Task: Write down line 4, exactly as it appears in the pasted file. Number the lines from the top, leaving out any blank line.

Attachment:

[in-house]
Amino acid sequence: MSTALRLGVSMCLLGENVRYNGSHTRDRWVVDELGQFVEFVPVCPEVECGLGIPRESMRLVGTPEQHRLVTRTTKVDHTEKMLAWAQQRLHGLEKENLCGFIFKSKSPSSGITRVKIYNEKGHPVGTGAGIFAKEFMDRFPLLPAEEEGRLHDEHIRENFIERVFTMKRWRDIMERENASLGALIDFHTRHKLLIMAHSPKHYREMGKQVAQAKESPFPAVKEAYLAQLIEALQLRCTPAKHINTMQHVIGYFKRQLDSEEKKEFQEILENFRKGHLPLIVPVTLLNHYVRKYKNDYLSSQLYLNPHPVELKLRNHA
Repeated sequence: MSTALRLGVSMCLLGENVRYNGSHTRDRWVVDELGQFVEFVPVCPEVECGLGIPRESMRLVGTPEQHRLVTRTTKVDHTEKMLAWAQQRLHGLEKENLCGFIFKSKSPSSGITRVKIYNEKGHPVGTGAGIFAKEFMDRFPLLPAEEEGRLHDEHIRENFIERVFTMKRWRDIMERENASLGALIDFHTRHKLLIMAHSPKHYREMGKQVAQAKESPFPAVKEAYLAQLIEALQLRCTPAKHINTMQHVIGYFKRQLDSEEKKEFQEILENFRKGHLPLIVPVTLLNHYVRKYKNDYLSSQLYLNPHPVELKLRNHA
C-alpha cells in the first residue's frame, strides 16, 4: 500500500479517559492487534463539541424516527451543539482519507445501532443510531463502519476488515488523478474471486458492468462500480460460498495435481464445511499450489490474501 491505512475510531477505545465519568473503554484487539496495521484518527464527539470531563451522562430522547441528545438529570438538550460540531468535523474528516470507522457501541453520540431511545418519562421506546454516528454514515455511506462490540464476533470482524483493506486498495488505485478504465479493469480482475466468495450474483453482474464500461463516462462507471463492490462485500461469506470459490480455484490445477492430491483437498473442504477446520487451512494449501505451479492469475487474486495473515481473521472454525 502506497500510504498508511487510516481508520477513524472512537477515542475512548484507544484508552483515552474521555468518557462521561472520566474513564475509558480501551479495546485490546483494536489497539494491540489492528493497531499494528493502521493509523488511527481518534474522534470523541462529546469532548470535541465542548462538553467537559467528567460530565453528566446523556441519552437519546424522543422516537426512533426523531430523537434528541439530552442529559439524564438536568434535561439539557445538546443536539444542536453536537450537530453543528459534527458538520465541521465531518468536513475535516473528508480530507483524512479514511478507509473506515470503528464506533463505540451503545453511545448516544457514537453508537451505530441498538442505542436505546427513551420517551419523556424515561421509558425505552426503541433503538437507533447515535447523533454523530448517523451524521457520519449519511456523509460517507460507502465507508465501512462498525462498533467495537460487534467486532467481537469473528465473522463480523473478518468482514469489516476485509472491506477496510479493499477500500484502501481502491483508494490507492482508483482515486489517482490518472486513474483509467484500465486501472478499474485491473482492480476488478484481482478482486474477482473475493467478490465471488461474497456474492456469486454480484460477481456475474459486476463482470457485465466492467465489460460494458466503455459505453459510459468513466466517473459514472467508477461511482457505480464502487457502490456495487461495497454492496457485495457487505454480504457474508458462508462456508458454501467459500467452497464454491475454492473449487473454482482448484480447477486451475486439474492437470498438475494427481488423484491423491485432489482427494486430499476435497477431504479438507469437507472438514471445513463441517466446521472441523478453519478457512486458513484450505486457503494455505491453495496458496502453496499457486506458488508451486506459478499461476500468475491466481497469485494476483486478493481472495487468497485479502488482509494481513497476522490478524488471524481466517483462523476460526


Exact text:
C-alpha cells in the first residue's frame, strides 16, 4: 500500500479517559492487534463539541424516527451543539482519507445501532443510531463502519476488515488523478474471486458492468462500480460460498495435481464445511499450489490474501 491505512475510531477505545465519568473503554484487539496495521484518527464527539470531563451522562430522547441528545438529570438538550460540531468535523474528516470507522457501541453520540431511545418519562421506546454516528454514515455511506462490540464476533470482524483493506486498495488505485478504465479493469480482475466468495450474483453482474464500461463516462462507471463492490462485500461469506470459490480455484490445477492430491483437498473442504477446520487451512494449501505451479492469475487474486495473515481473521472454525 502506497500510504498508511487510516481508520477513524472512537477515542475512548484507544484508552483515552474521555468518557462521561472520566474513564475509558480501551479495546485490546483494536489497539494491540489492528493497531499494528493502521493509523488511527481518534474522534470523541462529546469532548470535541465542548462538553467537559467528567460530565453528566446523556441519552437519546424522543422516537426512533426523531430523537434528541439530552442529559439524564438536568434535561439539557445538546443536539444542536453536537450537530453543528459534527458538520465541521465531518468536513475535516473528508480530507483524512479514511478507509473506515470503528464506533463505540451503545453511545448516544457514537453508537451505530441498538442505542436505546427513551420517551419523556424515561421509558425505552426503541433503538437507533447515535447523533454523530448517523451524521457520519449519511456523509460517507460507502465507508465501512462498525462498533467495537460487534467486532467481537469473528465473522463480523473478518468482514469489516476485509472491506477496510479493499477500500484502501481502491483508494490507492482508483482515486489517482490518472486513474483509467484500465486501472478499474485491473482492480476488478484481482478482486474477482473475493467478490465471488461474497456474492456469486454480484460477481456475474459486476463482470457485465466492467465489460460494458466503455459505453459510459468513466466517473459514472467508477461511482457505480464502487457502490456495487461495497454492496457485495457487505454480504457474508458462508462456508458454501467459500467452497464454491475454492473449487473454482482448484480447477486451475486439474492437470498438475494427481488423484491423491485432489482427494486430499476435497477431504479438507469437507472438514471445513463441517466446521472441523478453519478457512486458513484450505486457503494455505491453495496458496502453496499457486506458488508451486506459478499461476500468475491466481497469485494476483486478493481472495487468497485479502488482509494481513497476522490478524488471524481466517483462523476460526